How are solar panels installed? We reveal all and bust the myths

Everything you need to know about fitting solar panels.

With the combination of working from home increasing our domestic energy needs, and rising energy prices sending our electricity bills through the roof, many of us are turning to solar panels to save on bills and boost our ‘green’ credentials.

A total of 130,596 rooftop installations were mounted in the UK in 2022, according to the Microgeneration Certification Scheme (MCS) – the same number as those installed for the previous three years put together.

If you’ve done your research and understand what it costs to install Solar Photovoltaic (PV) panels, but are still wondering how solar panels are installed, Saga Exceptional can help. We’ve rounded up expert advice to find out everything you need to know.

With the combination of working from home increasing our domestic energy needs, and rising energy prices sending our electricity bills through the roof, many of us are turning to solar panels to save on bills and boost our ‘green’ credentials. ​​ A total of 130,596 rooftop installations were mounted in the UK in 2022, according to the Microgeneration Certification Scheme (MCS) – the same number as those installed for the previous three years put together. ​ If you’ve done your research and know ​​what it costs to install Solar Photovoltaic (PV) panels, but still aren’t sure just what’s involved, Saga Exceptional can help. We’ve rounded up expert advice to find out everything you need to know about installing solar panels.Credit: Shutterstock/Hill120

One of the main elements to consider before installation is the orientation of your roof as this plays a part in how much sun it’s exposed to A south-facing roof will produce the largest amount of energy, and while an east or west-facing roof will also work, a north-facing roof will receive a much smaller amount of direct sunlight.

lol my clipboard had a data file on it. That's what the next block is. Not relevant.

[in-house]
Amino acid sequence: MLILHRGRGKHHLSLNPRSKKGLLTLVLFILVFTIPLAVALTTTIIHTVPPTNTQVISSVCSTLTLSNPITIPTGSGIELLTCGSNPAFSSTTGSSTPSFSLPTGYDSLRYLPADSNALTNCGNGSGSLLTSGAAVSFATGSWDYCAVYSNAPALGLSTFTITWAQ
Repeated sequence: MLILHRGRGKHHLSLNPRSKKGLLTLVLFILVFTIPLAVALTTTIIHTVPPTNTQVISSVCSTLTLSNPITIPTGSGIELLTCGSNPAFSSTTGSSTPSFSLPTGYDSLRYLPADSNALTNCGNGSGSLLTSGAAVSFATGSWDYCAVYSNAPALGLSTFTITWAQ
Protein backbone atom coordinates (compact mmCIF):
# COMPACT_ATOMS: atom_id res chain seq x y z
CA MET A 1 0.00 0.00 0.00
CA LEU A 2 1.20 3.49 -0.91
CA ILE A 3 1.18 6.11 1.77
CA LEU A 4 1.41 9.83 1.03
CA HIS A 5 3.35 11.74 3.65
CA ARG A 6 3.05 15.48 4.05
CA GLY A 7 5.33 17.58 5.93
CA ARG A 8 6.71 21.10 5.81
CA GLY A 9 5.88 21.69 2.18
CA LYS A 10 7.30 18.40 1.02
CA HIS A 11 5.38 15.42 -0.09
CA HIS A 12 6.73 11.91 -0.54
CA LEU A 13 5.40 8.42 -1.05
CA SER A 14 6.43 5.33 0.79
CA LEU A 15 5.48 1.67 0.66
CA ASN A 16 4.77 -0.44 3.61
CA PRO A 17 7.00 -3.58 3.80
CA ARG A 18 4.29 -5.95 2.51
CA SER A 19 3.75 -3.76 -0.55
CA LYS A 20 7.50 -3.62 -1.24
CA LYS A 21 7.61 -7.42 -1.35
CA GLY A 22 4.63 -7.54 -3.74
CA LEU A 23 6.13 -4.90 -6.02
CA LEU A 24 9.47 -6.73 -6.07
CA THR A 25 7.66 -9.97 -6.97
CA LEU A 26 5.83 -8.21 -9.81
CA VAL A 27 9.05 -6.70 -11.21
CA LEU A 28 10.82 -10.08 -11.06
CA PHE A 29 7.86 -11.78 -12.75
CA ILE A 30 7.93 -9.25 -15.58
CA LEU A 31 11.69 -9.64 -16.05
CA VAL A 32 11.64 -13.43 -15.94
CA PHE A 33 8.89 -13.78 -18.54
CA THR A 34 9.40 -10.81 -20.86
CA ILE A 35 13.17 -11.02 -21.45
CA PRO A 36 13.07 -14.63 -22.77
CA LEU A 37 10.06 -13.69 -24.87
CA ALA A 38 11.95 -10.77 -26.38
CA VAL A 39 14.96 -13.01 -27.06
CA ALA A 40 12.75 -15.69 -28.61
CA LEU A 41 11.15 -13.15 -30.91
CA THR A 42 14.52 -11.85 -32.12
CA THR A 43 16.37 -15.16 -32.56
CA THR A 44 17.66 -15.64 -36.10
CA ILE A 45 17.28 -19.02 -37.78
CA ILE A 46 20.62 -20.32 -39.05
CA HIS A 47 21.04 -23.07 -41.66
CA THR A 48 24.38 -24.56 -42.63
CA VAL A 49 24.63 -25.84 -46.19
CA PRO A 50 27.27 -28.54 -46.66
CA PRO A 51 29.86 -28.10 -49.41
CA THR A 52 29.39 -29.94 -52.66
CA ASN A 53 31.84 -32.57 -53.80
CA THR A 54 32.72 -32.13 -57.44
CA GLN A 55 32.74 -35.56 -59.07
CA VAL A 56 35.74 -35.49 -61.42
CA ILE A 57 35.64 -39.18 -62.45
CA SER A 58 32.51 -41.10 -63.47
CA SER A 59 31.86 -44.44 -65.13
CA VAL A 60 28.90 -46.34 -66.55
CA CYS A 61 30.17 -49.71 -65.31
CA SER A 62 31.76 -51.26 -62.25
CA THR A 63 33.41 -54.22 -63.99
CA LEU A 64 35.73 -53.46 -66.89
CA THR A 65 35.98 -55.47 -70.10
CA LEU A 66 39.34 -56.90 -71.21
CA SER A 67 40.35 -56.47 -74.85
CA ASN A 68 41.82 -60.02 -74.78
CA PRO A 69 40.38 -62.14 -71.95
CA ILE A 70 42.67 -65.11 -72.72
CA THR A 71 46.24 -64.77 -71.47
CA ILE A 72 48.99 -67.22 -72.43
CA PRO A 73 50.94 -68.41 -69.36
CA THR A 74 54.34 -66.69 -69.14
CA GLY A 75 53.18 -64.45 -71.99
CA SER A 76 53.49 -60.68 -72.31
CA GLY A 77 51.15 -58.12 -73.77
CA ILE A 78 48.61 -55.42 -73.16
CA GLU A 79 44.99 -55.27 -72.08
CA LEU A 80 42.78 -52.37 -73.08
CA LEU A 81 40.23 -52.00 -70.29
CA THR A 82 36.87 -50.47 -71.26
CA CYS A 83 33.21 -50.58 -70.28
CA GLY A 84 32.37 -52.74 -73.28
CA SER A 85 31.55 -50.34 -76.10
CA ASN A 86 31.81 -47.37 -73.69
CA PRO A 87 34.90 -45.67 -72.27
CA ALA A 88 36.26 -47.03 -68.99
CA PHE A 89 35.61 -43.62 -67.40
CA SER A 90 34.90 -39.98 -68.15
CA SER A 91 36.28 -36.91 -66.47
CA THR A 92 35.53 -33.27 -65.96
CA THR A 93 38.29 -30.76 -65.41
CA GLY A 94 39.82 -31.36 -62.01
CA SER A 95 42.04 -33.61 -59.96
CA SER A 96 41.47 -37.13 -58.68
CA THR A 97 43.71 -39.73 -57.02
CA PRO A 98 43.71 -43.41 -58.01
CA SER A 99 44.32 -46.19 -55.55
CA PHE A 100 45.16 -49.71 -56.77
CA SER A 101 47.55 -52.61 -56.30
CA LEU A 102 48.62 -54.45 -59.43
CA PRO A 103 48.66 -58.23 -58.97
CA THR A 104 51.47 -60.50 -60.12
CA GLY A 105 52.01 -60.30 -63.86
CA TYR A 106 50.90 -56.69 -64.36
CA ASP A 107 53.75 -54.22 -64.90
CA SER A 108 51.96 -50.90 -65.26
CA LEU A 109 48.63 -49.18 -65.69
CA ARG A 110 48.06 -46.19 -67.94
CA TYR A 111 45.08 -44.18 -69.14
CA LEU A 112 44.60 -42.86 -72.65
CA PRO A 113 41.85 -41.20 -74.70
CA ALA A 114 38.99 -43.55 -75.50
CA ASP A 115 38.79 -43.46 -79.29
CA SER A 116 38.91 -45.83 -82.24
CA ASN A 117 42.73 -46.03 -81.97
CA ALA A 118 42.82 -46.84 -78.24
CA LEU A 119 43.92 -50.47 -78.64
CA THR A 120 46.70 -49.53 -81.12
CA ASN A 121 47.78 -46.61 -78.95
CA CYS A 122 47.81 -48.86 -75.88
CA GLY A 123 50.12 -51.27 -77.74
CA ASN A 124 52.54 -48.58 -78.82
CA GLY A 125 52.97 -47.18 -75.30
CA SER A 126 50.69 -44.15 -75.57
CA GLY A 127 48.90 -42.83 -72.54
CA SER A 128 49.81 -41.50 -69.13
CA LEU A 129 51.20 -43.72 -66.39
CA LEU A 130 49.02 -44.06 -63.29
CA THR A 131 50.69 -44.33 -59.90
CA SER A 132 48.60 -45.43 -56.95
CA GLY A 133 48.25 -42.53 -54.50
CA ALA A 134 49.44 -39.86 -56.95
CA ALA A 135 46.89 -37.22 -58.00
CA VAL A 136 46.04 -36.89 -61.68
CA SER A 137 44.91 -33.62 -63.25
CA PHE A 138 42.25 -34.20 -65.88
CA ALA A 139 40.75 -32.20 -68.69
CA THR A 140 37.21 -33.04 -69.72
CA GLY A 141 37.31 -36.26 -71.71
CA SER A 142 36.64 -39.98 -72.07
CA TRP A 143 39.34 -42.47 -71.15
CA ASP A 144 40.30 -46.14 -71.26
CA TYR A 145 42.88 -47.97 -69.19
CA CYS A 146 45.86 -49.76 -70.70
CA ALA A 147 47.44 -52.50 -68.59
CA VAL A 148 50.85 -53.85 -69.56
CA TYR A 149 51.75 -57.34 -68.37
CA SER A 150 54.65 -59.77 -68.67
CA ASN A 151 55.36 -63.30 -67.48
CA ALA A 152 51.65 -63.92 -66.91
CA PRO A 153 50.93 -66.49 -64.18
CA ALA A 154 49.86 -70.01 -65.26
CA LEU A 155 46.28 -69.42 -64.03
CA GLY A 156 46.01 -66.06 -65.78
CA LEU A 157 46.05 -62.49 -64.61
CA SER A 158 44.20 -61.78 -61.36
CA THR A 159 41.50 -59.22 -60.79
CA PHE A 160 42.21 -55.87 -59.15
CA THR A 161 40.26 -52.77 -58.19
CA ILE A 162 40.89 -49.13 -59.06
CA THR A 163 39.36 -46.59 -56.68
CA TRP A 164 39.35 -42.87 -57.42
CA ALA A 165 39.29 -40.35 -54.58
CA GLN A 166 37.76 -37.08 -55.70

How are solar panels installed?

It depends on your roof type

Sustainable energy and heating expert David Hilton from Heat and Energy Ltd , guides us through the process of what’s involved when installing solar PV panels and tells us: “it’s actually a fairly simple process, but it can have some disruptive pitfalls along the way.” 

1. Start with three quotes

Once you’ve selected about three installers, you can ask them for a quote. A quote is usually created by first doing a desktop survey using software that can map your rooftop and give you a fairly accurate idea of the installation size, cost and annual generation yield.

2. Your supplier will conduct a home survey

Once you accept the quote from the installer you’re happy with, a home survey visit is planned to confirm the details. This involves checking there are no additional obstacles, the position of the equipment and cabling is confirmed, and the condition of the roof structure and cladding (tiles) is sound. Any amendments are then added to the quote. If you choose to go ahead, an installation date can be scheduled.

When the installation has a generation capacity of 16 amps or less (this is a maximum generation output of around 3.72kW – or 9-to-10 panels), the installation does not need any permission from the distribution network operator (DNO), which controls the electric grid.

If you have three-phase electricity (which, in simple terms, consists of three electricity ‘phases’ or supplies, which help balance appliances out so they don’t all run off the same phase), you can install 16 amps per phase, so three times more than the normal single phase (230V) supply.

Most domestic homes have a single-phase supply, whereas commercial and industrial properties tend to have a three-phase supply. The main difference between the two is that a three-phase supply will accommodate a higher loadand you will need to gain DNO permission. 

3. Scaffolding is erected

As soon as the installation begins, scaffolding will be erected to give access to the roof.  Sometimes a scaffold deck system is also used, providing a safe platform for the installers. 


4. Roof tiles are removed

Tiles removed – the installers will then lift some of the tiles to screw robust hooks to the roof trusses (or structural elements of the roof).

5. Roof hooks and rails are added